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The Impact of Labor Market Selectivity on the Gender Wage Gap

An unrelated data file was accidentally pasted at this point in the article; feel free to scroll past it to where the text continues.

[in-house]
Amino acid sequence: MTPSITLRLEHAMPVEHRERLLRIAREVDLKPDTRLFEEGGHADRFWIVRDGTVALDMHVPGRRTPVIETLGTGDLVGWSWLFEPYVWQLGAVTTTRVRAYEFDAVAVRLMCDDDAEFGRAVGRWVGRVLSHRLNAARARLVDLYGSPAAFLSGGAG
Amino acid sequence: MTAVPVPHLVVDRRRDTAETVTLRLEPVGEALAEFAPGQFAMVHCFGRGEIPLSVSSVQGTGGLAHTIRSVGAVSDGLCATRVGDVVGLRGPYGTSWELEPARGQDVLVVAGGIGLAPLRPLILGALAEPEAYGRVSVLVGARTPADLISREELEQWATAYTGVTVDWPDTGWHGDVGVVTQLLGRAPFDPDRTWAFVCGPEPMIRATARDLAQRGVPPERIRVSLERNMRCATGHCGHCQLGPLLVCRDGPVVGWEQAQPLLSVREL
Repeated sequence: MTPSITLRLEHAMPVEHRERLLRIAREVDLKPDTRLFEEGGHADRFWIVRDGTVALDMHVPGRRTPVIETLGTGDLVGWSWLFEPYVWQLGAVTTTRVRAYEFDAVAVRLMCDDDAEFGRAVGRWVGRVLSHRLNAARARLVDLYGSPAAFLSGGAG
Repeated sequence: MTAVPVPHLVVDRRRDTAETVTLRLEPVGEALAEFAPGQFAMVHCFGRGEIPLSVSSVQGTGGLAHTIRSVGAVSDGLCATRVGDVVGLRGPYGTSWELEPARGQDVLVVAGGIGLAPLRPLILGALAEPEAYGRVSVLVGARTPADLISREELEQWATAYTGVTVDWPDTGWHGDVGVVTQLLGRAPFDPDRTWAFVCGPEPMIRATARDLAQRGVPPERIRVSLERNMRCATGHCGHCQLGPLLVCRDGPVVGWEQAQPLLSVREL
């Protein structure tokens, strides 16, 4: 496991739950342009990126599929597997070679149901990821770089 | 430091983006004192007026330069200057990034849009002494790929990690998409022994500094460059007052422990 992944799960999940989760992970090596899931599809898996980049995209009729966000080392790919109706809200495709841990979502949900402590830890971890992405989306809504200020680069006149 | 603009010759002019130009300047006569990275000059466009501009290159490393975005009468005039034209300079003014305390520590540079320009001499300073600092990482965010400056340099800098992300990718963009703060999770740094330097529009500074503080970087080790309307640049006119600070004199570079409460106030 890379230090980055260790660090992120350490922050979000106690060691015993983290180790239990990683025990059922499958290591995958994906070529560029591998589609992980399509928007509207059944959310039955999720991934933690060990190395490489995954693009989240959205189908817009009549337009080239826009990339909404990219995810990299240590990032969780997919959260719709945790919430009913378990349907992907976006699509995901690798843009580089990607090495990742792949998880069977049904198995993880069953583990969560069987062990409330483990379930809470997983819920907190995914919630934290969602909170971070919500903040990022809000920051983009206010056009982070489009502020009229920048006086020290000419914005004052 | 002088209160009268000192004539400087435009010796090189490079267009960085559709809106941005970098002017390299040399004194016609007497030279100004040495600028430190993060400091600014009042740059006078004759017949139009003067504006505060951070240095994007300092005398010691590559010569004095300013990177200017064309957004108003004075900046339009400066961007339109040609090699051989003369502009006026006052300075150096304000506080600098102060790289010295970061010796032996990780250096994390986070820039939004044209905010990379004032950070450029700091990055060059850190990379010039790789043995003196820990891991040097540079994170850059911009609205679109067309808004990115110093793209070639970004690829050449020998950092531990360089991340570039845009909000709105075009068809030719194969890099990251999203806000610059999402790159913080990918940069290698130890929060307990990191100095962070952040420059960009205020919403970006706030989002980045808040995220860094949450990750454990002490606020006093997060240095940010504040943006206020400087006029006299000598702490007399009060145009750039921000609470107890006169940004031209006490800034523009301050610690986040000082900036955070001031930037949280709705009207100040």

Women earn less money, on average, than men in all industrialized countries. In the past few decades most advanced industrialized nations have witnessed a decline in the gender wage gap, although the size of the gap and the rate of decline varies cross nationally. In this research, we examine how public policies and institutional arrangements influence labor force participation, and the extent to which labor market selectivity affects cross-national estimates of gender equity in earnings. Although there is substantial concern that labor market selectivity may vary systematically across countries, previous research has not constructed reasonable estimates of the effects of selection. Using data from the Luxembourg Income Study (LIS), we estimate the effect of selectivity into the labor force on measures of gender equity in earnings using Bayesian methods developed for non-ignorable non-response. We estimate earnings equations for women and men employed in the paid labor force. We then adjust the earnings gap by estimating expected earnings for women and men not employed in the labor force. The imputed wage can be understood as an effort to monetize the economic status of women who are often ignored in studies of economic inequality. The adjusted wage differential provides a compendium measure of the relative economic status of women as a whole, including those who are not working.